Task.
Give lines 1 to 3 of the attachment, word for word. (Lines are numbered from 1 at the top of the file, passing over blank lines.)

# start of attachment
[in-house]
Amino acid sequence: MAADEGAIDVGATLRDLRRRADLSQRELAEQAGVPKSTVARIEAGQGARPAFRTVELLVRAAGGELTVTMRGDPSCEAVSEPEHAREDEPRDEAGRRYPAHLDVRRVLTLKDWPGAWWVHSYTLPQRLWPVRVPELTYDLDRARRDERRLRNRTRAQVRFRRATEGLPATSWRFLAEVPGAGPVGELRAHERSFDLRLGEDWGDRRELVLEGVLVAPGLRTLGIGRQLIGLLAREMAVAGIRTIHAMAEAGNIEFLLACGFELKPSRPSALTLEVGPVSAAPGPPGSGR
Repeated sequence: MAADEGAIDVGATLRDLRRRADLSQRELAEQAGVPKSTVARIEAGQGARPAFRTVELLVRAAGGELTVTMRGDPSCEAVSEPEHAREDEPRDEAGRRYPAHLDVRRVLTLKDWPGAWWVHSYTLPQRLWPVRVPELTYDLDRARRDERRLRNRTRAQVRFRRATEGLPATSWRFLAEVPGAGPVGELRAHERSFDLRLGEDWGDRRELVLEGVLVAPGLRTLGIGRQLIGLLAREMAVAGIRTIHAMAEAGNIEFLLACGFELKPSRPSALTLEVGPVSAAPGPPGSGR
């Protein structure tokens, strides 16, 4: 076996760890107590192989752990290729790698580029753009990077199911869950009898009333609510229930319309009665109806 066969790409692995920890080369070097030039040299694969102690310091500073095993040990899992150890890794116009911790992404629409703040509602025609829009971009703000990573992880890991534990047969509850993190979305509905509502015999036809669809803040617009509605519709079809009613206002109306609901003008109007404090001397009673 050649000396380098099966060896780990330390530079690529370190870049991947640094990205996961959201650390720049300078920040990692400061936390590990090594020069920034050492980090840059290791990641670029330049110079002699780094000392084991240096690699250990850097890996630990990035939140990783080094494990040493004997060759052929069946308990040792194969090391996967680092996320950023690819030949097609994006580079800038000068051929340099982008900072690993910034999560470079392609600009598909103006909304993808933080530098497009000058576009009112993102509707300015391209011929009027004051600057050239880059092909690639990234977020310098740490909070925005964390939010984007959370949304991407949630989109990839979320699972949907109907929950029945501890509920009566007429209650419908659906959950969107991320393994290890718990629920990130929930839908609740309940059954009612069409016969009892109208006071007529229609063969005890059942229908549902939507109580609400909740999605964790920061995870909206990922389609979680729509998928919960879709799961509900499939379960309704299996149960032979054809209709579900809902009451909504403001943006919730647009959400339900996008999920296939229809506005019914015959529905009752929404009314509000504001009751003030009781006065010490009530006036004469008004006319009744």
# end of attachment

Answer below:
[in-house]
Amino acid sequence: MAADEGAIDVGATLRDLRRRADLSQRELAEQAGVPKSTVARIEAGQGARPAFRTVELLVRAAGGELTVTMRGDPSCEAVSEPEHAREDEPRDEAGRRYPAHLDVRRVLTLKDWPGAWWVHSYTLPQRLWPVRVPELTYDLDRARRDERRLRNRTRAQVRFRRATEGLPATSWRFLAEVPGAGPVGELRAHERSFDLRLGEDWGDRRELVLEGVLVAPGLRTLGIGRQLIGLLAREMAVAGIRTIHAMAEAGNIEFLLACGFELKPSRPSALTLEVGPVSAAPGPPGSGR
Repeated sequence: MAADEGAIDVGATLRDLRRRADLSQRELAEQAGVPKSTVARIEAGQGARPAFRTVELLVRAAGGELTVTMRGDPSCEAVSEPEHAREDEPRDEAGRRYPAHLDVRRVLTLKDWPGAWWVHSYTLPQRLWPVRVPELTYDLDRARRDERRLRNRTRAQVRFRRATEGLPATSWRFLAEVPGAGPVGELRAHERSFDLRLGEDWGDRRELVLEGVLVAPGLRTLGIGRQLIGLLAREMAVAGIRTIHAMAEAGNIEFLLACGFELKPSRPSALTLEVGPVSAAPGPPGSGR